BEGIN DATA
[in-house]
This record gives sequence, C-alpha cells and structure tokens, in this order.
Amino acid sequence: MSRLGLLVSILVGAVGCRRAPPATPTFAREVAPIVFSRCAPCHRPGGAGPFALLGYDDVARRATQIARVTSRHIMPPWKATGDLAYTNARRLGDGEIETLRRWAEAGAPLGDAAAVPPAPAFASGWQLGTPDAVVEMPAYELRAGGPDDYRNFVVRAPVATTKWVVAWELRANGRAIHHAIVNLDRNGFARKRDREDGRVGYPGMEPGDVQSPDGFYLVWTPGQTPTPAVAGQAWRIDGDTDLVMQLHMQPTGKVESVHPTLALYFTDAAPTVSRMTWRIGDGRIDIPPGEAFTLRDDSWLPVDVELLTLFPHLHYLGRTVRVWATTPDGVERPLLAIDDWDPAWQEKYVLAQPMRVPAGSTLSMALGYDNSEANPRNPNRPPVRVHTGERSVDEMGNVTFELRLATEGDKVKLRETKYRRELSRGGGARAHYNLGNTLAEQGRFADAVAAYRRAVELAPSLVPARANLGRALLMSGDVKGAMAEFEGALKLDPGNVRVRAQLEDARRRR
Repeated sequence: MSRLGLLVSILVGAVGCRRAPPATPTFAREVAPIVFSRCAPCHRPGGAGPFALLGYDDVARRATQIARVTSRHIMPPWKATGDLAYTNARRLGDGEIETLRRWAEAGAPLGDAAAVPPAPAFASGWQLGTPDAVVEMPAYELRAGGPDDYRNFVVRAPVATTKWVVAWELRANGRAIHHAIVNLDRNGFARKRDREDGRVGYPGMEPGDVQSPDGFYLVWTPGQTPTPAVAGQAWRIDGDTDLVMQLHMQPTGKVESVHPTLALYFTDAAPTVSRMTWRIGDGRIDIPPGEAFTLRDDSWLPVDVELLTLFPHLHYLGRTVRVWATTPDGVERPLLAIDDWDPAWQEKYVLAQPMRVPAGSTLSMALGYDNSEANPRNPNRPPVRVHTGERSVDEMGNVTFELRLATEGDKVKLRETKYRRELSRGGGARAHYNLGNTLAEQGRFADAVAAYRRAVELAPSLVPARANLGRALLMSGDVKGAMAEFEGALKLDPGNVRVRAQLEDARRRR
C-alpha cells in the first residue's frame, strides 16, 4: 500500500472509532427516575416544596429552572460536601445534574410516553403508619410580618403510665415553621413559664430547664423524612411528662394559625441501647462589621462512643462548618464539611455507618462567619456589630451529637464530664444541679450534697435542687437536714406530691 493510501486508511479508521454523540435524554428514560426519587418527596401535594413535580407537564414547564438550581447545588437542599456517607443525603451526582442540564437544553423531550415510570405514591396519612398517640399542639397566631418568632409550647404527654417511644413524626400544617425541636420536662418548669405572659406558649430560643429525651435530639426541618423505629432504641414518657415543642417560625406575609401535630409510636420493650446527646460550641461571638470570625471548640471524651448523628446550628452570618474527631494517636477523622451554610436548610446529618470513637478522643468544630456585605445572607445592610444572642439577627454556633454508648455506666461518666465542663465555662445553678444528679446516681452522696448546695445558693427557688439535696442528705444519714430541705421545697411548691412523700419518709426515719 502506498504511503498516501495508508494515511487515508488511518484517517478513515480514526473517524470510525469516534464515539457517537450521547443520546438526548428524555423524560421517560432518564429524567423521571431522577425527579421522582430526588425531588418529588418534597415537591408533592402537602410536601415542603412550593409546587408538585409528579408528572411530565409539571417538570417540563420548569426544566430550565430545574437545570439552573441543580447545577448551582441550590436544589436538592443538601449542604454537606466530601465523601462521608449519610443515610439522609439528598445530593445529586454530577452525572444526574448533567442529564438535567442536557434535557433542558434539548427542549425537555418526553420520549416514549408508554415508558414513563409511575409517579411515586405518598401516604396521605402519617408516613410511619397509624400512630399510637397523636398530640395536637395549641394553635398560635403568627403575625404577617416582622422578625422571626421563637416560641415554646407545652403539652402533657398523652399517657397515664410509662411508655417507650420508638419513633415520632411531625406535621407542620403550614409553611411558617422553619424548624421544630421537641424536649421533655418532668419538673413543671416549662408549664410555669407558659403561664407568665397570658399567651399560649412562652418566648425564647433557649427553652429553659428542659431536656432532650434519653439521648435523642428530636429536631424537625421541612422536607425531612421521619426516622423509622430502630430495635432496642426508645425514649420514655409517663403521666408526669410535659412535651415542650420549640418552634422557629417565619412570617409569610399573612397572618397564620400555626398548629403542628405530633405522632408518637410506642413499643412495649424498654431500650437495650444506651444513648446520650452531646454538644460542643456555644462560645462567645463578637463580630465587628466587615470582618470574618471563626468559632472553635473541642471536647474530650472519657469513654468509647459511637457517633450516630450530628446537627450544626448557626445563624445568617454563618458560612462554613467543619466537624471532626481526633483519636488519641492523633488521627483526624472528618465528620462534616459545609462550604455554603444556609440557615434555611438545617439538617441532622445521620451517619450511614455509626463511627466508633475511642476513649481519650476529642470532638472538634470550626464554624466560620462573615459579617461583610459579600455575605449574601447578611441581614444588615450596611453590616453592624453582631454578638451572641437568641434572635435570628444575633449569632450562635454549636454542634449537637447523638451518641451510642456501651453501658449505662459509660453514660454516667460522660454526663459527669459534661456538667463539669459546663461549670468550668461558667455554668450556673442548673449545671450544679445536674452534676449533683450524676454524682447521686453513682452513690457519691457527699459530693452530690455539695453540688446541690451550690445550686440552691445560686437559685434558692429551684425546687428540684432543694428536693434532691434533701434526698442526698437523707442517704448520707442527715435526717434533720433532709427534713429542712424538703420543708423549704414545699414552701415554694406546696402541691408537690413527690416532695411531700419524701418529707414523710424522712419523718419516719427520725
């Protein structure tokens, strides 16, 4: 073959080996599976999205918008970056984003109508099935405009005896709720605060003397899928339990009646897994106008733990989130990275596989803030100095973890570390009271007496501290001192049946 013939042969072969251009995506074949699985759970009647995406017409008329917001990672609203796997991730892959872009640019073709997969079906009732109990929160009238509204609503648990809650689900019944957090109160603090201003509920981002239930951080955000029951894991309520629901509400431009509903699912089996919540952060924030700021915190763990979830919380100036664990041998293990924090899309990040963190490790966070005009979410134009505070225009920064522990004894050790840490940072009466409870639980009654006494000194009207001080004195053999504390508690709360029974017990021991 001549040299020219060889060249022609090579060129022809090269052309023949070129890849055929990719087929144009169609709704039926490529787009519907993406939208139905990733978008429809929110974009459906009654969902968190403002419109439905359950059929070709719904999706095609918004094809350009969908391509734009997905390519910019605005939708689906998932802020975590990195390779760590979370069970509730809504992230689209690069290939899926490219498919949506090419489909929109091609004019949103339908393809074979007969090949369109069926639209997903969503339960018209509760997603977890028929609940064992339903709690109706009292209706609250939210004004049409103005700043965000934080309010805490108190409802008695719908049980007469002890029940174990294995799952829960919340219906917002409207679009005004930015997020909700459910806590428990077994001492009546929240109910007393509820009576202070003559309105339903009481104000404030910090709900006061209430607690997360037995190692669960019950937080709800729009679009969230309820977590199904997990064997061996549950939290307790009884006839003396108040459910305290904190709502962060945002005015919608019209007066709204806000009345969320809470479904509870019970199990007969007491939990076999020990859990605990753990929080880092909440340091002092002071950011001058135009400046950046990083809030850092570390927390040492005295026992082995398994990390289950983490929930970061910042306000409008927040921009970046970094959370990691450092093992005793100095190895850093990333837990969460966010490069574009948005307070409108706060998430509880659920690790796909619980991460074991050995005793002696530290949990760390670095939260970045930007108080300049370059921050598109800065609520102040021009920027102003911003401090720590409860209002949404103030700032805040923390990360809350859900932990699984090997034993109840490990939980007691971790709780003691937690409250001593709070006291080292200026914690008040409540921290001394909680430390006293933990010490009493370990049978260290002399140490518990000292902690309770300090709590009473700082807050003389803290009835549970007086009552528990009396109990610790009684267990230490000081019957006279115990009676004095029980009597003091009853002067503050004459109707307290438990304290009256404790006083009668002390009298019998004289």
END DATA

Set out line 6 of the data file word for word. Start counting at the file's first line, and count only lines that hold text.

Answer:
């Protein structure tokens, strides 16, 4: 073959080996599976999205918008970056984003109508099935405009005896709720605060003397899928339990009646897994106008733990989130990275596989803030100095973890570390009271007496501290001192049946 013939042969072969251009995506074949699985759970009647995406017409008329917001990672609203796997991730892959872009640019073709997969079906009732109990929160009238509204609503648990809650689900019944957090109160603090201003509920981002239930951080955000029951894991309520629901509400431009509903699912089996919540952060924030700021915190763990979830919380100036664990041998293990924090899309990040963190490790966070005009979410134009505070225009920064522990004894050790840490940072009466409870639980009654006494000194009207001080004195053999504390508690709360029974017990021991 001549040299020219060889060249022609090579060129022809090269052309023949070129890849055929990719087929144009169609709704039926490529787009519907993406939208139905990733978008429809929110974009459906009654969902968190403002419109439905359950059929070709719904999706095609918004094809350009969908391509734009997905390519910019605005939708689906998932802020975590990195390779760590979370069970509730809504992230689209690069290939899926490219498919949506090419489909929109091609004019949103339908393809074979007969090949369109069926639209997903969503339960018209509760997603977890028929609940064992339903709690109706009292209706609250939210004004049409103005700043965000934080309010805490108190409802008695719908049980007469002890029940174990294995799952829960919340219906917002409207679009005004930015997020909700459910806590428990077994001492009546929240109910007393509820009576202070003559309105339903009481104000404030910090709900006061209430607690997360037995190692669960019950937080709800729009679009969230309820977590199904997990064997061996549950939290307790009884006839003396108040459910305290904190709502962060945002005015919608019209007066709204806000009345969320809470479904509870019970199990007969007491939990076999020990859990605990753990929080880092909440340091002092002071950011001058135009400046950046990083809030850092570390927390040492005295026992082995398994990390289950983490929930970061910042306000409008927040921009970046970094959370990691450092093992005793100095190895850093990333837990969460966010490069574009948005307070409108706060998430509880659920690790796909619980991460074991050995005793002696530290949990760390670095939260970045930007108080300049370059921050598109800065609520102040021009920027102003911003401090720590409860209002949404103030700032805040923390990360809350859900932990699984090997034993109840490990939980007691971790709780003691937690409250001593709070006291080292200026914690008040409540921290001394909680430390006293933990010490009493370990049978260290002399140490518990000292902690309770300090709590009473700082807050003389803290009835549970007086009552528990009396109990610790009684267990230490000081019957006279115990009676004095029980009597003091009853002067503050004459109707307290438990304290009256404790006083009668002390009298019998004289």